This isn’t a “truthful” photo, of course, and many may have an issue with “adding” negative space in this artificial way. Conditioning, it’s an illustration of what negative space can do in the way of “adding more with less” in the composition. The easier way to achieve this benefit of negative space is simply to create it with your framing when you are actually capturing the photo.
Using a Shallow Depth of Field
If a subject’s surroundings are far from empty and the background is filled with distracting elements, using a shallow depth of field to throw your background out of focus can be a way to add pleasant negative space.
Using Light and Shadows
Negative space can also be created in a busy scene using light and shadows and a camera’s limited dynamic range. A man walking on a busy street in a large city can be photographed with plenty of negative space by exposing for a patch of light and crushing the shadows into solid black.
Negative Space as a Subject
Creatively composed negative space can be a subject in itself. When the negative space forms a unique and artistic shape, it can be the main subject that a viewer’s gaze is drawn to.
In this photograph, while a canyon might ordinarily be the main subject in a landscape photo and the starry sky the backdrop, the shape of the windy canyon opening causes the night sky to become the main subject — it almost looks like a glittering river winding its way through a rocky channel.
Sometimes negative space in art, design, and photography can be more subject and less easily noticeable at first glance. In the area of design, FedEx’s logo famously has an arrow in the negative space between the ‘E’ and the ‘x’.
Posters for the film The Dark Knight Rises famously used the negative space between crumbling buildings to create the shape of Batman’s symbol.
Another example of creative use of negative space in photography is a series of advertisements shot by photographer Amol Jadhav to promote pet adoption — each photo shows people with negative space between them in the shape of an animal.
While creating this type of negative space in a photo can be hard and finding it out “in the wild” can be even harder, you may be lucky enough to find instances if you look hard enough at the space between things in the world.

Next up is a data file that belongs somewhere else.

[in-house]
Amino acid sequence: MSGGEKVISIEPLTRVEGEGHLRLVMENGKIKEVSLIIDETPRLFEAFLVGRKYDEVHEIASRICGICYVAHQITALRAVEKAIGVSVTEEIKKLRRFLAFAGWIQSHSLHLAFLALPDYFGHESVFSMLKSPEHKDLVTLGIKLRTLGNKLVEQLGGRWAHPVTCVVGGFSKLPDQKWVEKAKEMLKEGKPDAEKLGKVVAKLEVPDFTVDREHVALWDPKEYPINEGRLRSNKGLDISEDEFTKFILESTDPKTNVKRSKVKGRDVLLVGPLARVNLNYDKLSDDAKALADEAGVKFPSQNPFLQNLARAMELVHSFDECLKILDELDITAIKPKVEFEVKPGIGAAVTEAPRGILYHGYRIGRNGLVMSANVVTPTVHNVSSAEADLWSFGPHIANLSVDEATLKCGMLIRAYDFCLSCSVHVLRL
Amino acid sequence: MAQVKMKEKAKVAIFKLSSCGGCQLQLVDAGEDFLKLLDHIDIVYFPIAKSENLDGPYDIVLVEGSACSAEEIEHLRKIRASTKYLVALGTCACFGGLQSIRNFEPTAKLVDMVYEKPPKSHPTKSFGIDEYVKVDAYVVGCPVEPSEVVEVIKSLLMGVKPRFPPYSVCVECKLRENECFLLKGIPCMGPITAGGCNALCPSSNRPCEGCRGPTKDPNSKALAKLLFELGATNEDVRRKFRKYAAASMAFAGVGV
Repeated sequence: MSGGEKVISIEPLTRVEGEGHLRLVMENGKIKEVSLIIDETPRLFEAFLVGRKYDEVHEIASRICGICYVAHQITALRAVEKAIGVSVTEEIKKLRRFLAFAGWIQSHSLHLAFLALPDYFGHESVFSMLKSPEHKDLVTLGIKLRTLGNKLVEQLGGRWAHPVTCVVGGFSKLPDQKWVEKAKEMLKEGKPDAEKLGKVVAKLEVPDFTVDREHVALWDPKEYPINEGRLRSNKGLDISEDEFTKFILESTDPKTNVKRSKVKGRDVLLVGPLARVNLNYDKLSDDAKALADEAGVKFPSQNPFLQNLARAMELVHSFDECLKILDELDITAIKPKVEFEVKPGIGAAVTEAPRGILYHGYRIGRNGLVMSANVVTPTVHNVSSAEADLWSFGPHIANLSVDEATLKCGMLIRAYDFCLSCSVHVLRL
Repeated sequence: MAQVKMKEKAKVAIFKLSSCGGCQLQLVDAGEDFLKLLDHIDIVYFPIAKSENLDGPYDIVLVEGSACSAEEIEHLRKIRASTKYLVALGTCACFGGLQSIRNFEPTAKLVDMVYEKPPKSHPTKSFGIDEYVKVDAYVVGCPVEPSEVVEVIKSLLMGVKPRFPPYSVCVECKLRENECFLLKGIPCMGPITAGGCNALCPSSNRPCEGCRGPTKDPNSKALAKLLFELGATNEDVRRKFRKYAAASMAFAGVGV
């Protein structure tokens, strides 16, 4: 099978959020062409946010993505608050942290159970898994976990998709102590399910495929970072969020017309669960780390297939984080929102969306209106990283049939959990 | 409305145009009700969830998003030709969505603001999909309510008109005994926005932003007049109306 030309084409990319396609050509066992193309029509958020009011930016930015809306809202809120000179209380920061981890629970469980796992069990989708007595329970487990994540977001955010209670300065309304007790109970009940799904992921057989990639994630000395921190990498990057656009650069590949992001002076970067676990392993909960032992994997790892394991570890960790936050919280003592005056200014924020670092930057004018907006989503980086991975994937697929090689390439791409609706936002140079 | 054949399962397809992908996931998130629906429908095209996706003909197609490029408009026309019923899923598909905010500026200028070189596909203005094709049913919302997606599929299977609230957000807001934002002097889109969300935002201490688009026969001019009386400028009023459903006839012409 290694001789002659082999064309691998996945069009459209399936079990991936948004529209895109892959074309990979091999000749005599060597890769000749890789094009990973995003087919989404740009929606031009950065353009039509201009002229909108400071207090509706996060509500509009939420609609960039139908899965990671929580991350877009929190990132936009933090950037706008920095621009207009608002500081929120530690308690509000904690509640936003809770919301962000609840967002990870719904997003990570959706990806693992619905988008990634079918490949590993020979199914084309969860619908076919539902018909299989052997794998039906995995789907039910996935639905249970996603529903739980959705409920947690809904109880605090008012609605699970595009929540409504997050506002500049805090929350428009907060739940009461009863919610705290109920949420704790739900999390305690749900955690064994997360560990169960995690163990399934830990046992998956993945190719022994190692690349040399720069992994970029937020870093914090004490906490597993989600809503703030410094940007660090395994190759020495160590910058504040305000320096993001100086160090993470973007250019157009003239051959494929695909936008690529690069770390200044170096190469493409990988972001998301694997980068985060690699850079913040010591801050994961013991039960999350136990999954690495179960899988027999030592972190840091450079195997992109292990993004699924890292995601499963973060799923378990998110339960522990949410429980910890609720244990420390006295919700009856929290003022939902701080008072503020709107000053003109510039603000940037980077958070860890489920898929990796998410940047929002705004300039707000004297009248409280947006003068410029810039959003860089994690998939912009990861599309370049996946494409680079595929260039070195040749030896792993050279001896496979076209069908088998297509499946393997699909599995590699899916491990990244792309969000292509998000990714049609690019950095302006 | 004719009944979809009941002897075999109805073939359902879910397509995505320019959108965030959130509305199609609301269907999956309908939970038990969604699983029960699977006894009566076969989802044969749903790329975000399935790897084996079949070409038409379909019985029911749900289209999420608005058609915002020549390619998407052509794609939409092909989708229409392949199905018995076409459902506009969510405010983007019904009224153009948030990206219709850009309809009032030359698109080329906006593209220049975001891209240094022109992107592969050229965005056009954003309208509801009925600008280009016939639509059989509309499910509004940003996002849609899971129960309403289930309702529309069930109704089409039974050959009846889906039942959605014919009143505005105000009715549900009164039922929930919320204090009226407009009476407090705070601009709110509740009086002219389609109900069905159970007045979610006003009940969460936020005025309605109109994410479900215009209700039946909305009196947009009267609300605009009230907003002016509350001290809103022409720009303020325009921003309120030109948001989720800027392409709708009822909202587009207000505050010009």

Negative Space vs. Filling the Frame
Negative space actually goes against a common rule of thumb in photography. If you are just getting started in photography, you may have been given the advice of “filling the frame with the subject.”
This “rule” basically boils down to saying that the subject you are trying to photograph should be dominant in the image and as a general rule of thumb should be taking up about 80% of the space. It’s correct though: viewers should be focusing on what you intended them to see and focus on in a photograph. But as with any other rule, it’s meant to be broken and you should be breaking them with a purpose. It’s an artistic choice in the end.
Photography shares similar principles with the world of design, where negative space is often employed as well. In graphic design and advertising where effective communication is key, the use of negative space can be paramount. Volkswagen’s iconic “Think Small” advertising campaign brilliantly showcases the power of negative space.
The subject is still the car but just imagine how different the impact would have been if the same car was displayed covering the entire page. Volkswagen would have paid the same amount for the advertisement in either case.
The effect of negative space also shows up in typography and thus sentences written in a mix of upper and lower case letters look more legible as compared to only capital letters. The space differs around the lower case letters, thus letting the eye distinguish every word rapidly as opposed to all caps wherein the letters are all in a similar profile.
Negative Space and the Rule of Thirds
Sometimes the rule of thirds and negative space goes hand in hand. If you try to offset the subject in the image to one side in order to accommodate for the rule of thirds, then more often than not it creates a negative space on the other side.
This is one of the reasons why the rule of thirds is a common piece of composition advice given to beginners: it is a simple way to provide breathing room and interestingness when framing a composition.
Examples of Photos with Negative Space
Here are more examples of photos that use negative space in their composition:
Negative space is a powerful concept to know and keep in mind when composing and editing photographs, and it’s a simple way to transform a mundane picture of a subject into one that is more aesthetically pleasing and visually interesting.
The next time you are framing a shot, consider what you want to communicate with your viewer and keep negative space in mind as a way to “say a lot with very little.”
Image credits: Header photo by Boris Thaser and licensed under CC BY 2.0. All other photos, unless otherwise noted, by Aditya Aashish.